According to Wener Baumann, Bayer’s stock performance in 2018 was “very disappointing”. Operationally, the company experienced a difficult market environment in 2018, with significant negative currency effects and growing uncertainty caused by global trade disputes.
While the DAX was down 18 percent in 2018, the company’s share price dropped by almost 40 percent. Additionally, on Aug. 10, 2018, a California jury ordered Monsanto to pay $289 million after determining that the company’s Roundup weed killer caused a man’s cancer. Wener believes although it was these topics that dominated the headlines, he believed it was important to emphasize that last year they again kept their company’s main promise – ‘Science for a better life’ – millions of times over, he said. He further added that their products have helped to improve the lives of their customers – patients, consumers, and farmers. “That is what defines us, and that is what drives our actions.” He said.
Mr. Baumann said Bayer’s success in the coming years will depend partly on accomplishing the integration at Crop Science and on adjusting the innovation model in its pharmaceuticals business, which will put Bayer in the best possible position to deliver long-term value creation as a world-leading life science company. The company is planning to invest €35 billion ($41.36 billion) in its future business models through 2022, with research and development accounting for over two-thirds of this figure.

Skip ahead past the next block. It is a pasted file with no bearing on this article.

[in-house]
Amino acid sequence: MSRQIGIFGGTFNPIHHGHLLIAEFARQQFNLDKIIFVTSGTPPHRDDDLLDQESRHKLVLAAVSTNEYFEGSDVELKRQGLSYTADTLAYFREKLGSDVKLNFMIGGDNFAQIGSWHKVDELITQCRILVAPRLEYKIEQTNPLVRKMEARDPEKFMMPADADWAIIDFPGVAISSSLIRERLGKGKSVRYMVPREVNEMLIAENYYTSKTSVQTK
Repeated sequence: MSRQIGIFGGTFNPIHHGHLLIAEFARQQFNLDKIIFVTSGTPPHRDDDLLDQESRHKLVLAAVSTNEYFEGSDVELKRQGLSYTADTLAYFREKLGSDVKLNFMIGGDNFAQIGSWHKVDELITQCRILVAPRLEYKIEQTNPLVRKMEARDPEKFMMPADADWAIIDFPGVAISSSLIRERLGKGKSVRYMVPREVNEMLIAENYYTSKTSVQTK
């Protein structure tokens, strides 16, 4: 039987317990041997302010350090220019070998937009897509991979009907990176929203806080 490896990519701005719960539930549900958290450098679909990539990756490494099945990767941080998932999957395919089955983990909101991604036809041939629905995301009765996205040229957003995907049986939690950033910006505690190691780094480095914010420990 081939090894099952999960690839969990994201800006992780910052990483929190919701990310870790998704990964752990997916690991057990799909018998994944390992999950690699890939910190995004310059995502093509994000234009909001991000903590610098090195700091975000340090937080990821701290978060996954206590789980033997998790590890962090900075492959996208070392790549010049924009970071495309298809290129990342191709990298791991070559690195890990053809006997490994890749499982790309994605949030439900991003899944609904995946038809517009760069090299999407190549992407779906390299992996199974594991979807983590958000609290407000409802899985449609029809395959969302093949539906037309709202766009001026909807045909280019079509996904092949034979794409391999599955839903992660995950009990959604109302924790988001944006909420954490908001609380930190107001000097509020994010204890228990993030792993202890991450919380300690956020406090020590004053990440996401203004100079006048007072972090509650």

In September 2019, Bayer made a major announcement of actions designed to take the company into the future. The SB (Supervisory Board) of Bayer AG decided to reduce the size of the company’s Board of Management from seven to five members. Dr.Hartmut Klusik and Kemal Malik will leave the company as of December 31, 2019. As part of the previously communicated efficiency measures, neither position will be retained.